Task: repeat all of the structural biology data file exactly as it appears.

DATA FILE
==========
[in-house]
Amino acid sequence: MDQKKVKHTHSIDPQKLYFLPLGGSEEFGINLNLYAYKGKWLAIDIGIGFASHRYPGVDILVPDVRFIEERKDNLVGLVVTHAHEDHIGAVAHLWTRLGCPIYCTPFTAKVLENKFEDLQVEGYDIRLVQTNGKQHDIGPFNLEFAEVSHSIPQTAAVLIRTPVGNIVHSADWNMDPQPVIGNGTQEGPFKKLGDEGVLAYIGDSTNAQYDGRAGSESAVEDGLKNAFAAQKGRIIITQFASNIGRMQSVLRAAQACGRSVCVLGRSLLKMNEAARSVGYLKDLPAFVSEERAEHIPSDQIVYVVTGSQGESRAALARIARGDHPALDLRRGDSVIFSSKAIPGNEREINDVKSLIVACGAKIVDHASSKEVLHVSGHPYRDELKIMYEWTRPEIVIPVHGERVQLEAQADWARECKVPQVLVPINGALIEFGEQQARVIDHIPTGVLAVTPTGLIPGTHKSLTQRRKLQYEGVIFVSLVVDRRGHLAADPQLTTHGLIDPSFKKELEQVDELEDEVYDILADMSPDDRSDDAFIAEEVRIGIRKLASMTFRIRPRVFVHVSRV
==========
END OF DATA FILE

[in-house]
Amino acid sequence: MDQKKVKHTHSIDPQKLYFLPLGGSEEFGINLNLYAYKGKWLAIDIGIGFASHRYPGVDILVPDVRFIEERKDNLVGLVVTHAHEDHIGAVAHLWTRLGCPIYCTPFTAKVLENKFEDLQVEGYDIRLVQTNGKQHDIGPFNLEFAEVSHSIPQTAAVLIRTPVGNIVHSADWNMDPQPVIGNGTQEGPFKKLGDEGVLAYIGDSTNAQYDGRAGSESAVEDGLKNAFAAQKGRIIITQFASNIGRMQSVLRAAQACGRSVCVLGRSLLKMNEAARSVGYLKDLPAFVSEERAEHIPSDQIVYVVTGSQGESRAALARIARGDHPALDLRRGDSVIFSSKAIPGNEREINDVKSLIVACGAKIVDHASSKEVLHVSGHPYRDELKIMYEWTRPEIVIPVHGERVQLEAQADWARECKVPQVLVPINGALIEFGEQQARVIDHIPTGVLAVTPTGLIPGTHKSLTQRRKLQYEGVIFVSLVVDRRGHLAADPQLTTHGLIDPSFKKELEQVDELEDEVYDILADMSPDDRSDDAFIAEEVRIGIRKLASMTFRIRPRVFVHVSRV